It is astonishing to see that the Chromebook platform is so powerful, even soon for an application like Photoshop. Adobe has already shown and is about to release an authentic Photoshop service for Chromebooks, where Adobe’s service does the heavy lifting, and your Chromebook acts as a remote control and portal to see the result streamed to you in real time. Something similar is already possible with YouTube online video editing, but I know exactly where the limitations lie. I know that online video editing with YouTube doesn’t come close to what is possible with professional tools like Blackmagic’s DaVinci Resolve, Apple’s Final Cut Pro X, Avid’s Media Composer or Adobe’s Premiere Pro CC. I recognize that those services may be sufficient for ENG (Electronic News Gathering), where compressed assets are uploaded and there are few sophisticated transitions or special effects. That’s not the case for commercial TV spots where uncompressed or barely compressed formats like Apple’s ProRes or Avid’s DNxHD. I also know that a Chromebook cannot do the final steps of a multimedia book, as I did with The Royal Spanish Coverup and El encubrimiento de la Real Academia. For the final phase for Kindle multimedia books, you need to use the free Kindle Textbook Creator app from Amazon in a Mac or Windows computer. To do the final steps with Apple’s iBooks platform, you need to use the free iBooks Author app in a Mac. But at least you can write all of the text for those multimedia books on a Chromebook and later perform (or subcontract) that final steps.
There are probably other demanding applications in other fields where a Chromebook won’t be the ideal tool either, but for many people who don’t do such specialized tasks, nowadays Chromebook is an excellent solution. And for those who already have a sophisticated computer at home or at the office for more advanced tasks, perhaps they want a lighter computer with a matte screen to write and do business work outdoors, with daylight.
I wish the Chromebit could be expandable to 4GB, but I am extremely happy with what it does for about US$85. I love the CTL J4 Plus, but wish it had better internal speakers. I hope to review other CTL models in the future, especially one of the ones that promise what has been previously unattainable: the combination of a screen that is matte, touch and color. If you want the CTL J4 with a US keyboard, you can find it on Amazon (US) here. If you want it with Spanish keyboard in the US, you can find it here, directly from their US website. Just be sure to check the option at the bottom of the screen. (You can combine the Spanish keyboard with English-language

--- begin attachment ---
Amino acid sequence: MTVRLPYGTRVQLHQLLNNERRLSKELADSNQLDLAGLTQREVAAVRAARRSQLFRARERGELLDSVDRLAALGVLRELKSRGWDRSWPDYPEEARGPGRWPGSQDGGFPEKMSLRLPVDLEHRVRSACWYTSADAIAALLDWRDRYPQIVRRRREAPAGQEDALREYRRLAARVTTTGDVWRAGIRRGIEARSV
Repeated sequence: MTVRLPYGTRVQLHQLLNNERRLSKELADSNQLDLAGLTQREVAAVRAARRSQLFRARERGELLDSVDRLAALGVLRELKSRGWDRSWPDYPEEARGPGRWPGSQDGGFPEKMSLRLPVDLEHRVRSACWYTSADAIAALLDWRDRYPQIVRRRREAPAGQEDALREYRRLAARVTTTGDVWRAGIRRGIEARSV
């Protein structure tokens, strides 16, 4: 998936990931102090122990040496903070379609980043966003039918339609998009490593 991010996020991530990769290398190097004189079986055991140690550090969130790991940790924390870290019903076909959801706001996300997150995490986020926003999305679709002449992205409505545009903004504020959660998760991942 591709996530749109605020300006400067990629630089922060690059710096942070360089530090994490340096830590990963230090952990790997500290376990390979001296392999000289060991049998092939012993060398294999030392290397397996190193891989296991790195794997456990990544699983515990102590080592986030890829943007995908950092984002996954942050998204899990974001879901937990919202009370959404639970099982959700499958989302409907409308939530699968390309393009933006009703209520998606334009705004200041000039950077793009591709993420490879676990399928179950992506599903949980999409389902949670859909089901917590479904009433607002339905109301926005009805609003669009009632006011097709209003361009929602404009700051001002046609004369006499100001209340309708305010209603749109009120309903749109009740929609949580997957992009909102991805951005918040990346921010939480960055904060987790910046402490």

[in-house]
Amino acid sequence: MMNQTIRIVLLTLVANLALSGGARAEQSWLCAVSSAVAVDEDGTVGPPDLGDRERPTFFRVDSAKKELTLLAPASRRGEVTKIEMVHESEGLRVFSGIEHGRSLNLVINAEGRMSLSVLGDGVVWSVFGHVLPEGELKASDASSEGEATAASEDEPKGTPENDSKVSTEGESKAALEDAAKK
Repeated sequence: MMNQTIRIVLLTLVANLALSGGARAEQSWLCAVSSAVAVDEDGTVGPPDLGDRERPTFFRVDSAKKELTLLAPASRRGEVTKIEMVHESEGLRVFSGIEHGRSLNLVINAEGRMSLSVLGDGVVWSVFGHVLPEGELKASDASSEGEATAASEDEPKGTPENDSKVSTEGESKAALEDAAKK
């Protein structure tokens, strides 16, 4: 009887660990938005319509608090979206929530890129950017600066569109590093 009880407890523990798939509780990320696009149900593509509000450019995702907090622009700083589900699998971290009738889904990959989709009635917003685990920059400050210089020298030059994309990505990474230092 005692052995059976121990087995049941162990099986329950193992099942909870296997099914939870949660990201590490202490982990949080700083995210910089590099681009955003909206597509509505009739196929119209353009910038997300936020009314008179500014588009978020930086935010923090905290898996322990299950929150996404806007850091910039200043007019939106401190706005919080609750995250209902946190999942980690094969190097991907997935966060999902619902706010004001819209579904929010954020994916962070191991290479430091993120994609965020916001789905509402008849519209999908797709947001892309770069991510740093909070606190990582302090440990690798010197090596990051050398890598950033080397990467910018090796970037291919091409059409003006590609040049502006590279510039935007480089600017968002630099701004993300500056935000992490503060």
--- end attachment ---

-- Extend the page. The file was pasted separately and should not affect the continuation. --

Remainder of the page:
menus if preferred.) If you’re in Spain, you can find it here.
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No manufacturer is specifically paying Allan Tépper or TecnoTur LLC to write this article or the mentioned books. Some of the other manufacturers listed above have contracted Tépper and/or TecnoTur LLC to carry out consulting and/or translations/localizations/transcreations. Some of the manufacturers listed above have sent Allan Tépper review units. So far, none of the manufacturers listed above is/are sponsors of the TecnoTur programs, although they are welcome to do so, and some are, may be (or may have been) sponsors of ProVideo Coalition magazine. Some links to third parties listed in this article and/or on this web page may indirectly benefit TecnoTur LLC via affiliate programs. Allan Tépper’s opinions are his own.